Windows Azure SDK 2.2 release added support for remote debugging many types of Windows Azure resources. With remote debugging support from within Visual Studio, you are now able to have more visibility into how your code is operating live in Windows Azure and debug in-production cloud application.
Once you turn on remote debugging, it packages the msvsmon along with other component needed to communicate and deploy it to your VM. There are two main components called connector and forwarder
Connector: The connector is the a web service which listens for commands like start the forwarder component, get processes etc.
Forwarder: The forwarder listens to an endpoint for incoming request from VS to forward it to msvsmon
You would see below configuration once you turn on remote debugging. The endpoint changes are added to the configuration file during the build. In your output directory you’ll find Cloud.build.csdef/cscfg (or similarly named) files, in which you can see what actually gets deployed. The debugger uses ports 30400-30424 and 31400-3142 and configuration looks like as below.
<ConfigurationSetting value="xxxxx" name="Microsoft.WindowsAzure.Plugins.RemoteDebugger.CertificateThumbprint"/><ConfigurationSetting value="true" name="Microsoft.WindowsAzure.Plugins.RemoteDebugger.Connector.Enabled"/> <Endpoint name="Microsoft.WindowsAzure.Plugins.RemoteDebugger.Connector" protocol="tcp" publicPort="30400" port="30398" address="10.78.78.4"/><Endpoint name="Microsoft.WindowsAzure.Plugins.RemoteDebugger.Forwarder" protocol="tcp" publicPort="31400" port="31398" address="10.78.78.4"/>
RemoteDebugger.Connect uses instanceInputEndpoint to listens to the specified port for all instance and once receive request from Visual studio, it establish a TLS connection between VS and Remote forwarder. Remote debugging is done over a custom TLS connection, rather than via msvsmon’s built-in connection security, because msvsmon was not designed to be used over the internet. The forwarder is the server-end of that connection that listens to the endpoint for incoming request from VS and it forwards incoming traffic to the msvsmon instance running on the same box. Once the connection in established then it will hit the breakpoint in your code in VisualsStudio.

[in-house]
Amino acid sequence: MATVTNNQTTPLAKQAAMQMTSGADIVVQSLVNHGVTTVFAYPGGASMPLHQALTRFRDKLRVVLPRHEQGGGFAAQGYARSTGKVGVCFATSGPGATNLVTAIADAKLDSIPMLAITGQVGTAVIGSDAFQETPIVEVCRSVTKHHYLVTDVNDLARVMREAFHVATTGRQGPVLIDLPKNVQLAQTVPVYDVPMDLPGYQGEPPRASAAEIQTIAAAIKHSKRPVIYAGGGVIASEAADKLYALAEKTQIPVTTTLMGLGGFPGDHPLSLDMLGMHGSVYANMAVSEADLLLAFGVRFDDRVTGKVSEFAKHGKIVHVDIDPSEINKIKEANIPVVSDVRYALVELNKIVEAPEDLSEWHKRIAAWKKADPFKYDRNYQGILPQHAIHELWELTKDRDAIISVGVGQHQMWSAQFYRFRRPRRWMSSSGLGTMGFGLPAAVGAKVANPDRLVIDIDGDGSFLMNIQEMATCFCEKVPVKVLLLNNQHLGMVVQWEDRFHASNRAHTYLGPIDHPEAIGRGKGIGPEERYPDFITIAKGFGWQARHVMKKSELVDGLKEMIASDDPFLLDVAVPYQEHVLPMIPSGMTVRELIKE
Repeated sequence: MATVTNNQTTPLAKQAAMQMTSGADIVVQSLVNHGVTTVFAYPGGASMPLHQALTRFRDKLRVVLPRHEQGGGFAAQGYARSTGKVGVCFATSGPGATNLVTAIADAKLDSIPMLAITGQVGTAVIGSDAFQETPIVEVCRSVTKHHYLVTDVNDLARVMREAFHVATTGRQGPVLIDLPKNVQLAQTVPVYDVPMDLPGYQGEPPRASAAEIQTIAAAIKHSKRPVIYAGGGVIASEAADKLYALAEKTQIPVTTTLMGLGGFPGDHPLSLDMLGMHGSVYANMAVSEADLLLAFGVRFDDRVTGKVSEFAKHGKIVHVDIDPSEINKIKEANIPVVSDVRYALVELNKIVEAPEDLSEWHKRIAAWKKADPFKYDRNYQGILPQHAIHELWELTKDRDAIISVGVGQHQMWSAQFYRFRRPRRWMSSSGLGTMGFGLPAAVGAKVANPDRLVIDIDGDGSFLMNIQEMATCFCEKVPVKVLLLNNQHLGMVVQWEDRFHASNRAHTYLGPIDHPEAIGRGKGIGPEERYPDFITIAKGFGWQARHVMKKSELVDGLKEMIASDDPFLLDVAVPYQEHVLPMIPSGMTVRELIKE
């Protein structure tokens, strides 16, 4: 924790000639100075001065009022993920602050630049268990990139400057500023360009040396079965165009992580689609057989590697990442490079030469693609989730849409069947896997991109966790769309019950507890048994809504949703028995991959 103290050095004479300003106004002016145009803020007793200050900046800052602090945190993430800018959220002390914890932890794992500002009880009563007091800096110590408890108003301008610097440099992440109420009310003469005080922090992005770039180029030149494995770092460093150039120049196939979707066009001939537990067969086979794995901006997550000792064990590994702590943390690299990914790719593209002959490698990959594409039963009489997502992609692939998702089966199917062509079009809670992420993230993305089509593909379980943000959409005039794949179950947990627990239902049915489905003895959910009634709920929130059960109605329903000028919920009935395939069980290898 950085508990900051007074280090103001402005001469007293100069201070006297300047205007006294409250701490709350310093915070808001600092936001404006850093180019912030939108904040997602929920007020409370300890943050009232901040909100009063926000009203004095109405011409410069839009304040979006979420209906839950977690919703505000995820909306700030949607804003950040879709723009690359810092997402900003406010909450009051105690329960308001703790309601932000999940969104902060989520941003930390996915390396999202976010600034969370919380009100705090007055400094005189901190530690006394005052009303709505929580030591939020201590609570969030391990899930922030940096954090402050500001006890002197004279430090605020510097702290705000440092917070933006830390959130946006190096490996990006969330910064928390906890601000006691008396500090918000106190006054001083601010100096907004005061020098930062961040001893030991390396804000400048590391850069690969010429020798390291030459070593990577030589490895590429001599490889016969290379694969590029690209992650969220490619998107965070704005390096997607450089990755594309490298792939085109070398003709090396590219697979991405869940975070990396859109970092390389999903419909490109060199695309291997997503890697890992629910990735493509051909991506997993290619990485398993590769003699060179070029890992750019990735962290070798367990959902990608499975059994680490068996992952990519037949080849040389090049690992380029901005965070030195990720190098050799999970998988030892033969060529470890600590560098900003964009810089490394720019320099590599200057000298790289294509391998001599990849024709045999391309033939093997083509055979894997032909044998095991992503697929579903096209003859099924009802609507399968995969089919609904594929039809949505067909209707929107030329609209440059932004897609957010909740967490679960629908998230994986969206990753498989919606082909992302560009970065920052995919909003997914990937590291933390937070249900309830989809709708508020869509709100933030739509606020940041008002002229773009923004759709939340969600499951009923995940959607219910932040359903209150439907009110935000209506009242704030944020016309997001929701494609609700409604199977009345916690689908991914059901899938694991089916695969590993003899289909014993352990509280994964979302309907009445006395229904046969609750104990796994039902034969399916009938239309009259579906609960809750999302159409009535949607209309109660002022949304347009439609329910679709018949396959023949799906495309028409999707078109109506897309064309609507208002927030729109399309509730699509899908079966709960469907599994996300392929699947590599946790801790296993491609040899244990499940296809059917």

To enable remote debugging for your cloud service, select Debug as the Build Configuration on the Common Settings tab of your Cloud Service’s publish dialog wizard:
Then click the Advanced Settings tab and check the Enable Remote Debugging for all roles checkbox:
Once your cloud service is published and running live in the cloud, simply set a breakpoint in your local source code:
Then use Visual Studio’s Server Explorer to select the Cloud Service instance deployed in the cloud, and then use the Attach Debugger context menu on the role or to a specific VM instance of it. You can also attach multiple instance if available.
Once the debugger attaches to the Cloud Service, and a breakpoint is hit, you’ll be able to use the rich debugging capabilities of Visual Studio to debug the cloud instance remotely, in real-time, and see exactly how your app is running in the cloud.
Instances: Publish will fail if the role has more than 25 instances.
Traffic: As the debugger communicates with Visual Studio and that Azure charges for outbound data. The data transferred is not big and shouldn’t be too big a deal.
Native debugging: For CTP tooling does not enable native debugging.
Ports: The debugger uses ports 30400-30424 and 31400-31424. If you use ports that conflict with the debugger ports you’ll see the following message: "Allocation failed. Please retry later, try reducing the VM size or number of role instances, or try deploying to a different region."
VS Restart after full deployment: If you do a full deployment and the VIP changes you need to restart VS to attach the debugger.
A GOOD WALKTHROUGH WOULD HAVE BEEN NICE
Thanks Srinivasan for your feedback. MSDN has published an article with step by step setup. Let me know if this helps.